Yes, to a separate/dedicated bank account
The simplest answer is no it does not have to be a ‘business’ bank account, that will depend on the individual bank’s criteria for bank accounts. However, the business should be operated from a separate/dedicated bank account from your personal finances. At the beginning of a new business venture it may be tempting to leave this aspect until a point when the level of financial transactions taking place would justify a separate bank account, this might not be the best of choices. As your business grows and expands, it’s extremely important to separate your business finances from your personal, day-to-day living. The beginning of a business can be a time where all your business transactions can be expenses. Ideally, you would open a separate bank account and pay in any funding received either via grants, loans or your investment. This clearly shows the capital being input into the company and then the expenses will also be clearly identified in the outgoings of the account.
It can seem like a cheaper option to use your personal account and save on bank fees of an additional account. Shop around for the current deals that the banks are offering and whilst the account may have a ‘free monthly charge’ you will also need to check whether there are any charges for cheque deposits, cash deposits, transfers etc What will you transactions be and what are the charges associated with them? Also consider that some business bank accounts do not provide ‘counter assistance’ within the branches. Any prospective business owner should treat their business as a business, regardless of whether it’s a part-time venture or not; while setting up a separate bank account can mean additional bank fees and expenses, you are will be saving yourself a lot of hassle in the future.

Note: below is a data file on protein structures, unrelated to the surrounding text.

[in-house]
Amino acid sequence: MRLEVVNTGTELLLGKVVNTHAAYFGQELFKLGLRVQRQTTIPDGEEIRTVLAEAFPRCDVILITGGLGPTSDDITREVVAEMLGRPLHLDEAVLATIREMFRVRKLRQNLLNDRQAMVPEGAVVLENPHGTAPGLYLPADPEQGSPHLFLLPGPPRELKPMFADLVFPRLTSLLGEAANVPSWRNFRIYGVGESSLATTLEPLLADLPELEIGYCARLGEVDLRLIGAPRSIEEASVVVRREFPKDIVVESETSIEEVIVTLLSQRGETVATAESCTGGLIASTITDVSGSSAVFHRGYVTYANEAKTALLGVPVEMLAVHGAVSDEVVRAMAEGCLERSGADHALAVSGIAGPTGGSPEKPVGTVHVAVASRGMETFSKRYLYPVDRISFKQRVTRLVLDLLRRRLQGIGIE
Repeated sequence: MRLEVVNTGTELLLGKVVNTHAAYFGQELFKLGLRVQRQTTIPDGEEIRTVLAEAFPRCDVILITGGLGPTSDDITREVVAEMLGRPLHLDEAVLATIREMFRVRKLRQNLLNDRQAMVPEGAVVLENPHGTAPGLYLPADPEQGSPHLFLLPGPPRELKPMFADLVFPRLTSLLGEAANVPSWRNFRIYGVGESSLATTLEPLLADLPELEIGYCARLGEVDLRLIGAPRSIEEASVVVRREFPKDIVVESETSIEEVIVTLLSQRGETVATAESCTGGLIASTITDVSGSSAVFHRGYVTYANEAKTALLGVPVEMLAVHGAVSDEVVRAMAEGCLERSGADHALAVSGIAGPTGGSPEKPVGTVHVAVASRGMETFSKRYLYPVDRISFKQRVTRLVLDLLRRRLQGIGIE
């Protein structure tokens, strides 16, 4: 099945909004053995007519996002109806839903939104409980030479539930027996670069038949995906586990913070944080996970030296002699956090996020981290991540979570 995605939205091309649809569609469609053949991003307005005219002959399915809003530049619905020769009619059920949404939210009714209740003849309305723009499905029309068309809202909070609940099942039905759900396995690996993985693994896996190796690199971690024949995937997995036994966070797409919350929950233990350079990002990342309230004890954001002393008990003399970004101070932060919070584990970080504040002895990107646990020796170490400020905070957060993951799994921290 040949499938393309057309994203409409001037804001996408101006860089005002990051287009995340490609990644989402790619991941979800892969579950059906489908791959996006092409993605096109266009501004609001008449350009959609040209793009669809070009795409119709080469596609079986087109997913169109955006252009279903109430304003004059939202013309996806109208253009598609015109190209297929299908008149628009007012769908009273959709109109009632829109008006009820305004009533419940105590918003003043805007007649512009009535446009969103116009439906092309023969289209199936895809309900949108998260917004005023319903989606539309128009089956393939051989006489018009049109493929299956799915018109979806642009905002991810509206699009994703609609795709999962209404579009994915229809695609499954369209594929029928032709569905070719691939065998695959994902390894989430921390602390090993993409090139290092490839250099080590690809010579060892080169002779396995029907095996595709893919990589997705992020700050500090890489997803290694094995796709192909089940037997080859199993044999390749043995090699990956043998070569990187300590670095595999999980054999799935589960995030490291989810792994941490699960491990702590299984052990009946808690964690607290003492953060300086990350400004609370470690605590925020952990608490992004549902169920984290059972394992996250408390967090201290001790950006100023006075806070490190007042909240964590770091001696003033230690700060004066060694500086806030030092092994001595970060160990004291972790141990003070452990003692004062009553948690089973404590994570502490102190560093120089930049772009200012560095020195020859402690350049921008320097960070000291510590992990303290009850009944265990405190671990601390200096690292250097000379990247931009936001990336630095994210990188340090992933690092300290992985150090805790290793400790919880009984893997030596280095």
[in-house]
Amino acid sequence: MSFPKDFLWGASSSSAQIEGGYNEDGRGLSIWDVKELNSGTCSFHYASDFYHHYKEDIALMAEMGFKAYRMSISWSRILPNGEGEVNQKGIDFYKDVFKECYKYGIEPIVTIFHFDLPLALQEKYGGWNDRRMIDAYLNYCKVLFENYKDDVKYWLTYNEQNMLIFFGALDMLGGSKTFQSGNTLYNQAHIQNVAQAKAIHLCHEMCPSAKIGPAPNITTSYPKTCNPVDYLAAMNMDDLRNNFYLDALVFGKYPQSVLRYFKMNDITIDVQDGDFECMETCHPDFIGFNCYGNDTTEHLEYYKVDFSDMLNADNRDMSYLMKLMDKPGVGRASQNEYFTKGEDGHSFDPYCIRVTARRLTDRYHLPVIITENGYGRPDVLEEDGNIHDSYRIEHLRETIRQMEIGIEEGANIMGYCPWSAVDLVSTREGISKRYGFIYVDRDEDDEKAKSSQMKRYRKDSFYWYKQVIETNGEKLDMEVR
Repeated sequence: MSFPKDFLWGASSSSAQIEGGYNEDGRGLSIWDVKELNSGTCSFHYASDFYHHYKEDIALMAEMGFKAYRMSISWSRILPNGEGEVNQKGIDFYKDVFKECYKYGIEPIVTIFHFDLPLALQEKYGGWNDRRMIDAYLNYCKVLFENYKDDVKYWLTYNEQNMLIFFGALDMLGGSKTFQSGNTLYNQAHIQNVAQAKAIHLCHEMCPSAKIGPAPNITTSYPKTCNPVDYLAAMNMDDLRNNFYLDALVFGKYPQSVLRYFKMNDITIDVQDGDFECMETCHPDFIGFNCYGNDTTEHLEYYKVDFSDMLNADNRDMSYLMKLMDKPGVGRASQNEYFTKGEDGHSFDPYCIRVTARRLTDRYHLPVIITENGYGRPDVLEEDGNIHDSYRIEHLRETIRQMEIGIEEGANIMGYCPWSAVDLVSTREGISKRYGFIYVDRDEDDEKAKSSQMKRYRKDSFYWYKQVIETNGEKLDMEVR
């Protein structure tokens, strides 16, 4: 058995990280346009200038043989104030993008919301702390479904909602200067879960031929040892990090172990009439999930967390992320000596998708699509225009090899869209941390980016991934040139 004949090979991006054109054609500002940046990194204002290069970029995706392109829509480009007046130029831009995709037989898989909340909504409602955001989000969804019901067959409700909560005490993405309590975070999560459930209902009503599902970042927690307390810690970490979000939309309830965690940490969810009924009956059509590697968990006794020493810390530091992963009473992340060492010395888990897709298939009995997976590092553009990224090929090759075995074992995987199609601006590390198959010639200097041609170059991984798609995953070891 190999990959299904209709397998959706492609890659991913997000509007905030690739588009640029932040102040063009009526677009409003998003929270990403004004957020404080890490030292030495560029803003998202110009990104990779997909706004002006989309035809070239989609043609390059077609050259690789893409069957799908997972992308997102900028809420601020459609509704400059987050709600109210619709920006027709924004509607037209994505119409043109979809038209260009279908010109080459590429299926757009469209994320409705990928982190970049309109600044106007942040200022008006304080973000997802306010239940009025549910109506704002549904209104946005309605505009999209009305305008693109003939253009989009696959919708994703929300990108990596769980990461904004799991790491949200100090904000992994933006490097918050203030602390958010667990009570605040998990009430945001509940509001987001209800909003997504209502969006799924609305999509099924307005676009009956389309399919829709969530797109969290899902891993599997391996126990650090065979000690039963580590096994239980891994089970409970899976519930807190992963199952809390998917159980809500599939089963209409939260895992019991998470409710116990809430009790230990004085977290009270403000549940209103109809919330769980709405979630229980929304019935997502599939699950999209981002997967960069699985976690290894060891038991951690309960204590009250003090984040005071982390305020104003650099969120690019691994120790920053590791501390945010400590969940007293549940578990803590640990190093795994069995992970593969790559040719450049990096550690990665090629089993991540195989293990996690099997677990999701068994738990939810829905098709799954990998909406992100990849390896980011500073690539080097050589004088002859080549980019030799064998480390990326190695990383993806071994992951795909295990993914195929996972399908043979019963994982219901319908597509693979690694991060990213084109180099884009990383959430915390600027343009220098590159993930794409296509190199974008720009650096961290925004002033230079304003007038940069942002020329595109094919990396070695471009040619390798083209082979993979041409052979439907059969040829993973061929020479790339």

Expenses from personal accounts
Having business expenses from a personal bank account can be difficult to prove from normal expenses and you can find these are challenged more.
The time of the tax return Trying to get your taxes in order can be a pain at the best of times, let alone when you’re trying to navigate your way through your personal finance statements to find the business-related expenses. Personal transactions have to remain completely separate from business ones, which is bound to be more complicated if you’ve combined them. It’d also be easy to miss deductions if you’re searching through your personal current account. Whether it’s you, or an accountant, completing your tax return, tidier, well-kept records will ensure that you can claim back every penny. If you operate from a separate business account, you’ll be able to provide a clear audit trail.
If your business operates from its own, separate business account, you will be demonstrating complete professionalism too – definitely a plus point when working with clients and attracting new business. By shopping around for the best deal, you shouldn’t have to worry about spending extra each month on an account that isn’t completely suitable. Remember, your business is a business, no matter how big it is, and treating it as such will give it the best chance of flourishing.